Tuesday, November 25, 2014

2014 W&S Thanksgiving Day Race Packet

A winter race packet, I’ve learned, is different than the packets of warm-weather races.  And it should be, because if the summer elements get to you on the event course, you can stop; cool down if you’re overheated; rehydrate if you’re carrying water; flag down a race volunteer if you’re desperate.  If you stop in freezing temperatures, you start dying!  Hypothermia, who has started the race behind you, is catching up and is poised to run you over like a freight train.  You’re liable to fall into a snow bank and then you’re really doneski.  You’re a new Ötzi the ice mummy and they’re not discovering you until spring thaw.

That may be a tad overstating it, but there are certain precautions one must take to stay safe and warm while exercising in the winter, and the Western & Southern Thanksgiving Day Race packet reflects the need to dress appropriately.   Included is a pair of blue knit gloves, with touch-screen fingertips, that will block the wind from blowing away body heat.

The long-sleeved technical shirt is, by far, my favorite of the year.  It’s 100% polyester and will lay soft and loose in between a base layer and a jacket.  The graphic, with its Thanksgiving colors and with Cincinnati’s skyline and iconic buildings, fits both the holiday and the race place perfectly.  It’s bold and beautiful and pops against the brownish-green that, despite its innate drabness, possesses a lovely sheen.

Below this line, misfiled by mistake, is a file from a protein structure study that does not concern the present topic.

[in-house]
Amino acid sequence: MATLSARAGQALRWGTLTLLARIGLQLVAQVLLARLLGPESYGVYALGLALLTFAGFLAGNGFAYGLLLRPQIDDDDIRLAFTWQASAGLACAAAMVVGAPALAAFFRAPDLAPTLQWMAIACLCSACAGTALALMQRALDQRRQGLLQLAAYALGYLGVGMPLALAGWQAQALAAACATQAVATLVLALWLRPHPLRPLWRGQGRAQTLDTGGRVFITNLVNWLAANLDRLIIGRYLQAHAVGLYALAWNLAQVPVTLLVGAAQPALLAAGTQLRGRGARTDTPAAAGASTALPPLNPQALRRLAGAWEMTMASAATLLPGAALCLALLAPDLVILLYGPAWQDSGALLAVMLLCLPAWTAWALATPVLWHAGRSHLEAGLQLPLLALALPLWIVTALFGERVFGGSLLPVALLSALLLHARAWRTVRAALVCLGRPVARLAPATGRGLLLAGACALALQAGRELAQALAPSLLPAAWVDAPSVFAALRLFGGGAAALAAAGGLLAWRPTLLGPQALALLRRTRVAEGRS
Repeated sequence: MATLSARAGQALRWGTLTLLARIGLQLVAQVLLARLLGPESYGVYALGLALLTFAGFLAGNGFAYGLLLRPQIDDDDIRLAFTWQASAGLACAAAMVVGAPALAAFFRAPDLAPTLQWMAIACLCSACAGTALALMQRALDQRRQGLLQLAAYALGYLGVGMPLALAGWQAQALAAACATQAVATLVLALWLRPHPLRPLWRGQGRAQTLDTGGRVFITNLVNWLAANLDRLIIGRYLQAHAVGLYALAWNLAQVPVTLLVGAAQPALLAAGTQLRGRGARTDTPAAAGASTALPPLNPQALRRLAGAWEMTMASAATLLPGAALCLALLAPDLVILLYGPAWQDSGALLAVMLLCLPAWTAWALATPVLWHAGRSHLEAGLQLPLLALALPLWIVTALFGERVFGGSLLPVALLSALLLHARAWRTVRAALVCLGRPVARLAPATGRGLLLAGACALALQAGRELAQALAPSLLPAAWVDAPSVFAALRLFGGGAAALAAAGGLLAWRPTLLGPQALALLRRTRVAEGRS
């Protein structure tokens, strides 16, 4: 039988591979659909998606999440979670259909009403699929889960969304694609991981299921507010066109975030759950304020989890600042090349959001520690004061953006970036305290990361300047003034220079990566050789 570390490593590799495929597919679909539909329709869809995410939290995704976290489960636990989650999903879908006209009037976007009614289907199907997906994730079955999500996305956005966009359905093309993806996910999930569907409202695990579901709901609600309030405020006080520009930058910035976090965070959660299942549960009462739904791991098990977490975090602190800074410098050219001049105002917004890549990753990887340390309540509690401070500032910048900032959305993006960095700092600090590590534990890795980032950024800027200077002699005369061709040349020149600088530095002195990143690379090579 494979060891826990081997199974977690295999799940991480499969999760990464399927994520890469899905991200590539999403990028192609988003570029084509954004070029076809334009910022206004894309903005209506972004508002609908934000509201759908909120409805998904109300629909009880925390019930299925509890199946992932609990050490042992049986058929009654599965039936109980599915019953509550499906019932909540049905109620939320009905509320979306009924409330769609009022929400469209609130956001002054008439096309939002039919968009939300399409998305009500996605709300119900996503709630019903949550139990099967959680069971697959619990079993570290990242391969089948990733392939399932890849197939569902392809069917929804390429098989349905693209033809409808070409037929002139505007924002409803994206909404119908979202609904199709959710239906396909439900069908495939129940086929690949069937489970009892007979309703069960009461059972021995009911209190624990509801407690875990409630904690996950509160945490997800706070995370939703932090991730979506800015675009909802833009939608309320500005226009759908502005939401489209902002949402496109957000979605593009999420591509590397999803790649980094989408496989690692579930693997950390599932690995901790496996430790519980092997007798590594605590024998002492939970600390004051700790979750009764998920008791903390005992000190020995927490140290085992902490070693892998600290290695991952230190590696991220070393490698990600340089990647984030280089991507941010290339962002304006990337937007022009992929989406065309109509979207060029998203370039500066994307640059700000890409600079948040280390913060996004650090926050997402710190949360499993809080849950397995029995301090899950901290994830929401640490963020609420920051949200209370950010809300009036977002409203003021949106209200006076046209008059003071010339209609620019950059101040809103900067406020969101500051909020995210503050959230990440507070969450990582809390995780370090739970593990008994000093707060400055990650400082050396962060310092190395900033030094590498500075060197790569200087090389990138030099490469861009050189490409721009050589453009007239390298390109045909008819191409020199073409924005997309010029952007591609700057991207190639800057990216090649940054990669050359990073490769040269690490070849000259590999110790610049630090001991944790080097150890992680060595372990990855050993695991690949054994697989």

The bib is has a disposable timing chip adhered to the back, meaning that I won’t have to worry about losing it or failing to return it against penalty of a surcharge—more a relief than you might imagine and the way of the future.  The bib also has the race graphic on it, so it won’t be as big a deal when I cover the shirt logo with my race number.  Safety pins were out to grab at packet pickup, so if I’ve misplaced them between then and race day, it’s my own fault!

If the best packet I’ve gotten gets the fullest marks, this perfect packet is completed with a Pure Protein bar, a voucher for a free premium salad from McDonald’s, and the race instructions.  I’m so excited to start my Thanksgiving holiday with this special event and anticipate that it will be the first of an enduring tradition.  The 105th running of the Thanksgiving Day Race will be my first but not my last!